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Pedals have two sets of ball bearings; there is one set more or less at each "end" of the pedal. These bearings are often not adjustable, and our standards for them aren't nearly as high as on other bearings on the bike. The criteria for pedals being ok are that they should have bearings, and the pedal should not be otherwise broken, or missing parts (most often the end caps).

Toe clips and straps

Some pedals are made for these and some aren't. For purposes of evaluating the pedal, they don't make any difference - if they are on, but broken, or if one pedal in a pair has a clip and the other doesn't, it makes no difference. They can be removed or replaced, so judge the pedal on its other aspects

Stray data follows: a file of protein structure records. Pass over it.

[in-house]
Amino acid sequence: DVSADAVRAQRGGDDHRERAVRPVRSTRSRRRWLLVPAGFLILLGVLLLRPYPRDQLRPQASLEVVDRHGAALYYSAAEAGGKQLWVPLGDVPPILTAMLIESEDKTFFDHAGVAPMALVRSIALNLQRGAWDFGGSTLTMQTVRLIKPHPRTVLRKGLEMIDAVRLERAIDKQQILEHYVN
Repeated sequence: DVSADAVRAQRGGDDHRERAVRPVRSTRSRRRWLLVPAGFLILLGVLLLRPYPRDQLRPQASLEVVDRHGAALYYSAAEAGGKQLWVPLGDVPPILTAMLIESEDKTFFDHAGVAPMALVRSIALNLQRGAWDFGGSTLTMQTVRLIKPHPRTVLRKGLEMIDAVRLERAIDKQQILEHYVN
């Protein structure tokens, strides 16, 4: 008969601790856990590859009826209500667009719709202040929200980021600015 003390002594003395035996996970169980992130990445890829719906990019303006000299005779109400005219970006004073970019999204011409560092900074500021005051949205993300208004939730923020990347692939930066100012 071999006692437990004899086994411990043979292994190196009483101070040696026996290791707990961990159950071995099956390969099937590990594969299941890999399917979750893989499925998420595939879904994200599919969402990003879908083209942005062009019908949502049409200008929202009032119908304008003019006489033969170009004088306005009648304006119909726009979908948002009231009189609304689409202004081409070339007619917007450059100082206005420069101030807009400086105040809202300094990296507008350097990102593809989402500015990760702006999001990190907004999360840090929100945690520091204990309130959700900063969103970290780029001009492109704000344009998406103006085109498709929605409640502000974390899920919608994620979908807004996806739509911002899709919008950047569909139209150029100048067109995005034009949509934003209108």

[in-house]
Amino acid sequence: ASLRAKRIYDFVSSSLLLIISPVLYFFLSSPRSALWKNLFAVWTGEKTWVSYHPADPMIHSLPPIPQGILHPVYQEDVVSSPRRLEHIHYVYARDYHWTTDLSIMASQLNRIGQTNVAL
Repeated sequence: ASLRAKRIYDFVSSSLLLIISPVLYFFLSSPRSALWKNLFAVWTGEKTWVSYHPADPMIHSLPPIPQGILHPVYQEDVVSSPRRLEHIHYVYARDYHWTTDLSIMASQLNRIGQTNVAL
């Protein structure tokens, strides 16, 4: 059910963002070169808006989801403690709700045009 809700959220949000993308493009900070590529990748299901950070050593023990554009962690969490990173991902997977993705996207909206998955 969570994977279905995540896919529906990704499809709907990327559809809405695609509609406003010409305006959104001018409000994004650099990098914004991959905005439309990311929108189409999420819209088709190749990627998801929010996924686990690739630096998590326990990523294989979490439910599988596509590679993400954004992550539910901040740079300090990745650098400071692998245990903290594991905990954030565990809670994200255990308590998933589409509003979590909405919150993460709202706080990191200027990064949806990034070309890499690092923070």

[picture of pedal with clip and strap to show what they are]


You can check the bearings in the pedal by turning the spindle, and then by trying to wiggle it up and down. If the axle won't turn, the pedal is probably bad, since it could be rusted together inside. If it seems otherwise in good shape, or even un-used, the grease is just dried out, and can be softened with some light oil. If it turns ok, but moves up and down a lot when you wiggle the spindle, it may not have bearings. Hold it by the spindle and shake it around. If the sound it makes is more of a "click", it probably has loose bearings. If it really rattles, it is missing the bearings, and you should throw it out. Finally, hold teh pedal and turn the spindle while looking at it from the threaded end: if the spindle seems to wobble, it is bent, and not useable.
[picture of pedal to show what the spindle is?]

Broken parts

If any part of the cage (the body of the pedal) is broken, or if parts are missing (ber sure to look for the caps on the outside end), the pedal is not useable.

Created by: admin. Last Modification: Wednesday 31 of January, 2007 02:03:13 UTC by JSheehan.